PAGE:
May 2018: Douglas's Fully Favorable Decision out of South Shore, MA and the Boston, MA OHO
Douglas’s case is a story of redemption, both from a personal standpoint and that of his case. We were happy that Douglas, when looking for a Massachusetts Social Security disability lawyer to assist with his case, called our office so that we could assist him with his story of redemption.
Douglas was a hardworking gentleman in his late 30’s who had worked a number of laborer type jobs in positions of authority in the construction industry before having to discontinue his employment given chemicals in the workplace were making him ill. Within the year following his leaving work, he required hospitalization and detox assistance for significant issues involving alcohol abuse. Following his recovery, he was left with ongoing severe issues that included liver disease, peripheral neuropathy, post traumatic stress disorder and fibromyalgia.
At the time I began my disability practice in 1990, one was able to obtain disability benefits solely for drug addiction and substance abuse. In 1996, however, Congress enacted legislation called the Contract with America Advancement Act which both terminated benefits for, and denied disability claims generally for both SSI (Supplemental Security Income) and SSDI (Social Security Disability Insurance) for those potential beneficiaries whose primary impairment was found to be drug addiction, alcoholism and/or both. That being said, what is made very clear from the statute enacted, the federal regulations promulgated (20 C.F.R. Sections 404.1535 and 416.935) and the corresponding Social Security Ruling 13-2P issued by SSA in 2013, each of which explains how the provisions are to be analyzed and applied, is that it remains the ongoing use of alcohol and/or drugs and whether they are substantially contributing to one’s medical condition(s) and ability to work that is the issue. And to Douglas’s credit, he was no longer drinking and, as such, was no longer adversely impacting his condition as of the date he went into detox successfully.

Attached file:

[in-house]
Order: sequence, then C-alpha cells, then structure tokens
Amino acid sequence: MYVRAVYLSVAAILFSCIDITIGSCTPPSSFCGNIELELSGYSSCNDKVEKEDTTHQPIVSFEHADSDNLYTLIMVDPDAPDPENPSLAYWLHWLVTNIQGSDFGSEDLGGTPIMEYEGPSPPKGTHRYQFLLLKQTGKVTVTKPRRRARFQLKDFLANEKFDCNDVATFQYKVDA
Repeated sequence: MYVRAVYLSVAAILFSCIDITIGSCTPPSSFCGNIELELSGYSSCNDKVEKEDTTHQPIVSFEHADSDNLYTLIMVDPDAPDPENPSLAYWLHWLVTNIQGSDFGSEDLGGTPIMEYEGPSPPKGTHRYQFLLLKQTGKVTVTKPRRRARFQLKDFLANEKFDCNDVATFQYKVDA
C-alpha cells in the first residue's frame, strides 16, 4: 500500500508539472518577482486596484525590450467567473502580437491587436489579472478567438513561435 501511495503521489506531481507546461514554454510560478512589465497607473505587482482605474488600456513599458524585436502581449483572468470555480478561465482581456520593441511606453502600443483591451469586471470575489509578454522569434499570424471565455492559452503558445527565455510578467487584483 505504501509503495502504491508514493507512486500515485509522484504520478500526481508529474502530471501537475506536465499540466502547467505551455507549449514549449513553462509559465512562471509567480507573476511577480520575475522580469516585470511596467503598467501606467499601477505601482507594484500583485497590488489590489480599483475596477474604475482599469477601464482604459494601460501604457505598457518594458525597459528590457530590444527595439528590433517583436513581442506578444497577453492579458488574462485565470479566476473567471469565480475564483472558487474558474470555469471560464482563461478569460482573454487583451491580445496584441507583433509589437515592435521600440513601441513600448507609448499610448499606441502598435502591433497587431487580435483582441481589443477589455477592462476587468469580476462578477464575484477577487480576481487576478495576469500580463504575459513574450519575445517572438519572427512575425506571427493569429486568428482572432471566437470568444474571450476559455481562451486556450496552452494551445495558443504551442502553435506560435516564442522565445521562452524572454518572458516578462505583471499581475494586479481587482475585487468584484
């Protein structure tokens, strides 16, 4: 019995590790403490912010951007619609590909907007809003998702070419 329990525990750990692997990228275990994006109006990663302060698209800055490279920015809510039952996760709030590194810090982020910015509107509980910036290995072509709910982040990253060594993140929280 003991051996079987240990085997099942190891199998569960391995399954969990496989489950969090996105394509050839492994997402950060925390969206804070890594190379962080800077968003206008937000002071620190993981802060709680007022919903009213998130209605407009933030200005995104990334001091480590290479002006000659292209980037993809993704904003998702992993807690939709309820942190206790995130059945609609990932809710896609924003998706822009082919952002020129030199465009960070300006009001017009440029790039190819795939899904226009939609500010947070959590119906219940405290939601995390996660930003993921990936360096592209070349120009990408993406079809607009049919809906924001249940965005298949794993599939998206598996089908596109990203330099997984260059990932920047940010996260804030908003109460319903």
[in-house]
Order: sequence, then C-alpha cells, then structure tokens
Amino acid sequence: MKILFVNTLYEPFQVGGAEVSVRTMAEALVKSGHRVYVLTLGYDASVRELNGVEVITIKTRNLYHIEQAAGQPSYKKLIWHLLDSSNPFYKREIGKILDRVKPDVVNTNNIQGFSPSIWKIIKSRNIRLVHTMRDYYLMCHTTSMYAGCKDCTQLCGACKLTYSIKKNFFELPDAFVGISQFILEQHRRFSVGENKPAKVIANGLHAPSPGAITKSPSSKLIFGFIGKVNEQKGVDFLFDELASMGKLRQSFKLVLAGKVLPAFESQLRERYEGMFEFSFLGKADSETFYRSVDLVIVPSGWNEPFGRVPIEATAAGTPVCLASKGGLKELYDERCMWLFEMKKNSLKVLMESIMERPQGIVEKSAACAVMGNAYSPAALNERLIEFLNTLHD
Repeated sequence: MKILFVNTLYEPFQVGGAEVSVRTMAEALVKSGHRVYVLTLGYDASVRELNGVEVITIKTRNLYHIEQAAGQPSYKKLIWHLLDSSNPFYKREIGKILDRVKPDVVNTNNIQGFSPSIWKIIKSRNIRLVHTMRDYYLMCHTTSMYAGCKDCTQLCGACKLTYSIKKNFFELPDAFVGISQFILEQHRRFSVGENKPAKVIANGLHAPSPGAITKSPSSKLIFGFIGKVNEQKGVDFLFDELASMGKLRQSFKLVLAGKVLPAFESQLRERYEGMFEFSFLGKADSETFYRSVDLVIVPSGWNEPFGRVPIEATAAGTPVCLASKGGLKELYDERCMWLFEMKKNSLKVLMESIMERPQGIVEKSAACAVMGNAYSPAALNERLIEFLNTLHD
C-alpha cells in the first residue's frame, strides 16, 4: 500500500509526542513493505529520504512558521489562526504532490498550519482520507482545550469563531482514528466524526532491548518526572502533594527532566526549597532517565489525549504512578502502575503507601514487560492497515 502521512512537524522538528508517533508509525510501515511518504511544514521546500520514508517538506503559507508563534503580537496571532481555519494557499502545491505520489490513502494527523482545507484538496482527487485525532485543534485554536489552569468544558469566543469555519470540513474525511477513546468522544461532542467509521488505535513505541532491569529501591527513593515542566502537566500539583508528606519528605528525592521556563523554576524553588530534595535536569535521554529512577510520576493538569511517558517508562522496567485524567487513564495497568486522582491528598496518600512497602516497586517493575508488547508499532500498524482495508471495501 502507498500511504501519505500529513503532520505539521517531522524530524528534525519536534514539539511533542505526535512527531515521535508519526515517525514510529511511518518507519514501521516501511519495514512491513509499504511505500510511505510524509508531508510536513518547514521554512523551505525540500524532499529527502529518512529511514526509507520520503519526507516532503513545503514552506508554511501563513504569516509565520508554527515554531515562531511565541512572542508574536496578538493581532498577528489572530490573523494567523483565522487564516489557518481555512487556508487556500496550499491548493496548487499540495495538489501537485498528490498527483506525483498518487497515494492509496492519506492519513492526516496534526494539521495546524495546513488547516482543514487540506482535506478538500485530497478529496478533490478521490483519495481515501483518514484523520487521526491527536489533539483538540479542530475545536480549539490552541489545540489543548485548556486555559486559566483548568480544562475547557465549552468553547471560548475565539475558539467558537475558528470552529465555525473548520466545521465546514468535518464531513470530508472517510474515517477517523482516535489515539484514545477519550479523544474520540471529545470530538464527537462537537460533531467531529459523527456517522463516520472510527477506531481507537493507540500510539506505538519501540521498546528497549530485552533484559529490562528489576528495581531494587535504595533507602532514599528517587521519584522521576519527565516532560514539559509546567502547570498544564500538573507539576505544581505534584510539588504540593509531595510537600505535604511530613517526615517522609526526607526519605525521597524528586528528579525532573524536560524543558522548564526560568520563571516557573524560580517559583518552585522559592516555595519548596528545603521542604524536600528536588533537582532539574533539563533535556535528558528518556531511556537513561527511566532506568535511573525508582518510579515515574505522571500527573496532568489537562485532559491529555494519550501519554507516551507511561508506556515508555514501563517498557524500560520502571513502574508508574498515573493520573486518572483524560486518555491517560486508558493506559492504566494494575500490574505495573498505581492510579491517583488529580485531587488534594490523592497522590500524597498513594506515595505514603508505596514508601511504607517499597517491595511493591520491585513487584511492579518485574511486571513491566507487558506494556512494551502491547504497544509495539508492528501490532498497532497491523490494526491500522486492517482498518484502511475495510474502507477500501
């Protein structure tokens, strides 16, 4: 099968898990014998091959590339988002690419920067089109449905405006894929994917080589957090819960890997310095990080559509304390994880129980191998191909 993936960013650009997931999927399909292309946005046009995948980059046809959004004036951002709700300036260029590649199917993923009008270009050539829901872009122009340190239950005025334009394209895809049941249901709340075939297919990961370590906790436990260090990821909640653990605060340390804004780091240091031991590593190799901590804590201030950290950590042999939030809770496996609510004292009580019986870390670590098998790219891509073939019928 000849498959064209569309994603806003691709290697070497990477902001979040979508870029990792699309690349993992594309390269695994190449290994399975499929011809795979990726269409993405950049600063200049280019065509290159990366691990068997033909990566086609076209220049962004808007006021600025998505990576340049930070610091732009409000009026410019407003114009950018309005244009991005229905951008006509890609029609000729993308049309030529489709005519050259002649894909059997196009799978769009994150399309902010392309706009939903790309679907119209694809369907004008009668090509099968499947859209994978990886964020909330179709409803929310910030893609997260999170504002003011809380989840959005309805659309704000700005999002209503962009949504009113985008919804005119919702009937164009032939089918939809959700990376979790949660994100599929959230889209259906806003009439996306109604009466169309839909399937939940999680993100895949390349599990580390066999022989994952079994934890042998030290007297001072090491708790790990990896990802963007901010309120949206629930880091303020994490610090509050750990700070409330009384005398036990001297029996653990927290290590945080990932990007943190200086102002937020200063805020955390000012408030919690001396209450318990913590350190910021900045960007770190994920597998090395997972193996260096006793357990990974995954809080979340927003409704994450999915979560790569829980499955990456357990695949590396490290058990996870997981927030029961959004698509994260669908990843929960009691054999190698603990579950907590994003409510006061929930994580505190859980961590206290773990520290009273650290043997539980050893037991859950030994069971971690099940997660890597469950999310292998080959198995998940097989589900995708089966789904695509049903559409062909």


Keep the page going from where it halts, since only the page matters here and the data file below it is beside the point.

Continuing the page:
Unfortunately, however, there appears to be in this attorney’s opinion an inherent bias against those who have previously suffered from substance abuse issues regardless of ongoing abstinence. Douglas was faced with the additional hurdle insofar as his last job had not come to an end as a result of his disabling condition, which ultimately became disabling during the year following his last work
Upon our involvement, we impressed the importance to Douglas of not only remaining sober but also of the various treatment options available for his condition, many of which he was not aware of prior to our involvement. With Douglas remaining in consistent treatment with his treating neurologist (and agreeable to attempting a number of neurolytic combinations in an attempt to address the severe neuropathy), his treating neurologist was more than willing to address the severity of his condition by way of a medical questionnaire. In addition, his treating counselor and psychiatric nurse practitioner were more than willing to speak to the extent to which his chronic pain condition was impacting both his PTSD and anxiety issues (for which he had previously been self-medicating with alcohol, but was now properly addressing through counseling and medication management). Finally, his treating physiatrist who was addressing his chronic neuropathic pain and fibromyalgia was willing to address a questionnaire that spelled out both their findings on examination and the manner in which his severe medical conditions were impacting his ability to function.
While the state agency at the initial and reconsideration levels seemed to have held Douglas’s past substance abuse against him, to his credit, the presiding Administrative Law Judge (ALJ) did not. Upon presentation of a brief in support of a fully favorable decision, I am happy to report that Douglas was provided a fully favorable decision by the ALJ from the point in time of amended alleged onset date we asserted (which was the date he was no longer using alcohol and it had become apparent that his condition remained severe and disabling). Likewise, towards the end of our involvement, we were able to advise Douglas to withdraw his claim for SSI prior to its processing as it was not going to provide him with any additional money (given the amount of his SSDI aware) and thereby ensure in this manner that he did not have to repay the welfare lien that was pending from the Commonwealth of Massachusetts for the EAEDC (Emergency Aid to the Elderly, Disabled and Children) he was continuing to receive as interim assistance during the pendency of his claim. This, alone, served to provide Douglas with an additional $7,500.00 in his pocket.
Needless to say, Douglas was quite relieved that he would not have to proceed to hearing, and that financial help was on its way. He was even more shocked to hear how we could save him $7,500.00 by withdrawing his SSI claim and thereby avoiding the need for a repayment of the Commonwealth’s lien. If you or a loved one is faced with a severe disability that is keeping you/them from working and SSA is simply not listening, give a call to the Law Offices of Russell J. Goldsmith at (800) 773-8622 and allow us to intercede on your behalf. You will be glad that you did.